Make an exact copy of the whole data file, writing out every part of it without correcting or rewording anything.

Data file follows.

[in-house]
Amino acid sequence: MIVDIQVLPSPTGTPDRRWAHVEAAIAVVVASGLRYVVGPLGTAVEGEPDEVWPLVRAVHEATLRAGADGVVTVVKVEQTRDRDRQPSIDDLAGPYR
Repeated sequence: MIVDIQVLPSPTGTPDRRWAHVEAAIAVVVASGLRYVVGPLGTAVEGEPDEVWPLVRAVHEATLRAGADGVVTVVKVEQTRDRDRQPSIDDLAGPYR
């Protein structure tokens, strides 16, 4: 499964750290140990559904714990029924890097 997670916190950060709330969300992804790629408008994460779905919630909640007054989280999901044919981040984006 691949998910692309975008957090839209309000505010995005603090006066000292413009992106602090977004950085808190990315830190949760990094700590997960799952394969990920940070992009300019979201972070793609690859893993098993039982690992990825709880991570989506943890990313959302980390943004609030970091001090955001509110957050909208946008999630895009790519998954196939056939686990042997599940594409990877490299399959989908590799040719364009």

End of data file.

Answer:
[in-house]
Amino acid sequence: MIVDIQVLPSPTGTPDRRWAHVEAAIAVVVASGLRYVVGPLGTAVEGEPDEVWPLVRAVHEATLRAGADGVVTVVKVEQTRDRDRQPSIDDLAGPYR
Repeated sequence: MIVDIQVLPSPTGTPDRRWAHVEAAIAVVVASGLRYVVGPLGTAVEGEPDEVWPLVRAVHEATLRAGADGVVTVVKVEQTRDRDRQPSIDDLAGPYR
């Protein structure tokens, strides 16, 4: 499964750290140990559904714990029924890097 997670916190950060709330969300992804790629408008994460779905919630909640007054989280999901044919981040984006 691949998910692309975008957090839209309000505010995005603090006066000292413009992106602090977004950085808190990315830190949760990094700590997960799952394969990920940070992009300019979201972070793609690859893993098993039982690992990825709880991570989506943890990313959302980390943004609030970091001090955001509110957050909208946008999630895009790519998954196939056939686990042997599940594409990877490299399959989908590799040719364009």